Timing Differences Between Cued and Noncued Swallows in Healthy Young Adults
Temporal parameters such as stage transition duration, bolus location at swallow onset, and pharyngeal transit time are often measured during videofluoroscopy, but these parameters may vary depending on assessment instructions. Specifically, “command” (cued) swallows have been observed to alter timing compared to spontaneous (noncued) situations in healthy older adults. The aim of our study was to confirm whether healthy young people show timing differences for thin liquid swallows between cued and noncued conditions. Twenty healthy young adults swallowed 10-cc boluses of ultrathin barium in videofluoroscopy. The cued condition was to hold the bolus in the mouth for 5 s before swallowing. Three noncued swallows were also recorded. In the cued condition, bolus advancement to the pyriform sinuses prior to swallow initiation was seen significantly less frequently. Stage transition durations showed a nonsignificant trend toward being shorter. Pharyngeal transit times and pharyngeal response time (a measure capturing the interval between hyoid movement onset and bolus clearance through the upper esophageal sphincter) were both significantly longer in the cued condition. Our study in healthy young adults confirms findings previously observed in older adults, namely, that swallow onset patterns and timing differ between cued and noncued conditions. In particular, bolus advancement to more distal locations in the pharynx at the time of swallow onset is seen more frequently in noncued conditions. This pattern should not be mistaken for impairment in swallow onset timing during swallowing assessment.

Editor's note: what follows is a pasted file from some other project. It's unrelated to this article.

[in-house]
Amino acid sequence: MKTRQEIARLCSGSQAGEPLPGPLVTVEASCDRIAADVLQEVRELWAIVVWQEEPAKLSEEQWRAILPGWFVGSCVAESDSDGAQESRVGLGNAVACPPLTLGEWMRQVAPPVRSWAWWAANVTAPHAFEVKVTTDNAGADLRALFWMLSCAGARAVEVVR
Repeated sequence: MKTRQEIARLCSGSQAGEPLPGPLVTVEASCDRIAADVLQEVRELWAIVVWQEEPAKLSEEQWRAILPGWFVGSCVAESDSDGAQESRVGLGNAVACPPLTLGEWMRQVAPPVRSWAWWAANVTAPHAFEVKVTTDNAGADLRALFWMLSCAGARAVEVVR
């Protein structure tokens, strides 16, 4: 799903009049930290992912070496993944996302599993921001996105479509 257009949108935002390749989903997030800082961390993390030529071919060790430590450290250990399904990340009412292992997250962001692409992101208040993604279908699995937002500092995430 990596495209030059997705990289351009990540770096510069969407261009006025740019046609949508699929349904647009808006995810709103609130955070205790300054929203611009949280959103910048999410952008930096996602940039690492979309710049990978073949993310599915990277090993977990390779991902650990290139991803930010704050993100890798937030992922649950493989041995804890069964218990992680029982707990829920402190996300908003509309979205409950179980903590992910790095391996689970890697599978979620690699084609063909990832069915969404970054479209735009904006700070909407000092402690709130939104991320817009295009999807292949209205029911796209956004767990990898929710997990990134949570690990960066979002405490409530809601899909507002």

KeywordsDysphagia Deglutition Deglutition disorders Videofluoroscopy Cued swallows Noncued swallows
Funding support for this study was provided through an NSERC Create Care Award to SM. Additional funding support was received through a Canadian Institutes of Health Research New Investigator award to CMS and from the Toronto Rehabilitation Institute—University Health Network, which receives funding under the Provincial Rehabilitation Research Program from the Ministry of Health and Long-Term Care in Ontario. The views expressed do not necessarily reflect those of the Ministry.
Conflict of interest
The authors have no conflicts of interest to disclose.
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